Few would expect the diplomacy between the US and China to return to the level of 20 or 30 years ago, but it is relevant today to learn from the older generations of US and Chinese leaders on how to handle the adversary-partner question at critical moments in the bilateral relationship.
Jiang handled the two incidents with dexterity and strategic patience, putting bilateral ties back on the right track and securing US support for China’s accession to the World Trade Organization, which paved the way for the country’s economic boom in the ensuing two decades.
Together, China and the US account for about one-third of the world economy, almost a quarter of the global population and around a fifth of global trade. If Beijing and Washington can find ways to ensure durable coexistence, that would be the best stabilising force for world peace and development.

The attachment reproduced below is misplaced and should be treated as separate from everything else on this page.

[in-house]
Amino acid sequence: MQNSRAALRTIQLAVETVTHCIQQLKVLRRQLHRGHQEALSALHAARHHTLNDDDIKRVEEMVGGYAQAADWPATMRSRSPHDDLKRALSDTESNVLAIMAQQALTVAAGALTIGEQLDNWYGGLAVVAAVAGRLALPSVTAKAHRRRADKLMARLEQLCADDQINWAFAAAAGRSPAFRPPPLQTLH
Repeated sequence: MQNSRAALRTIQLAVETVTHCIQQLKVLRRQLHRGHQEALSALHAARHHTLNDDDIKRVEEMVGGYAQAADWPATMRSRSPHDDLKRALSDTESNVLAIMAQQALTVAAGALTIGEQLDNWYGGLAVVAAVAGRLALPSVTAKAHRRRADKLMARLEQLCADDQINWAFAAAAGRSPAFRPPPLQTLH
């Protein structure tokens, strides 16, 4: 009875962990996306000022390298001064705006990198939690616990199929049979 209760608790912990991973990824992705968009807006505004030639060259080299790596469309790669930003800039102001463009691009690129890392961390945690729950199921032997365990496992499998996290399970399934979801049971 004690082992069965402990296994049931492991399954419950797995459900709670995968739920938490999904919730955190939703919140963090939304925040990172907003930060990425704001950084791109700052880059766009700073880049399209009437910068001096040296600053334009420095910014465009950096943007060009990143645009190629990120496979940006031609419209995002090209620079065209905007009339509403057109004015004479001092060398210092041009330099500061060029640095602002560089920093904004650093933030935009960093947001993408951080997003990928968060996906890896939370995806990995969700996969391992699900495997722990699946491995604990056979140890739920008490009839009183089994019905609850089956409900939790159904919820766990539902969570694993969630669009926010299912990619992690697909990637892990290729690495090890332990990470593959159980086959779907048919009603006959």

In the past five years, however, security concerns have taken top priority. Last year, in his keynote speech at the 20th Communist Party national congress, Xi spoke once of pursuing development as the government’s central task but devoted far more time to national security and social stability, highlighting “political security as our fundamental task, economic security as our foundation, military, technological, cultural and social security as important pillars and international security as a support”.
Now that China and the US are heading for a period of uneasy calm, China’s leadership must take advantage of the window of opportunity to find a better balance between security and development. That calls for a renewed effort to genuinely make pursuing development the government’s central task.
Wang Xiangwei is a former editor-in-chief of the South China Morning Post. He now teaches journalism at Baptist University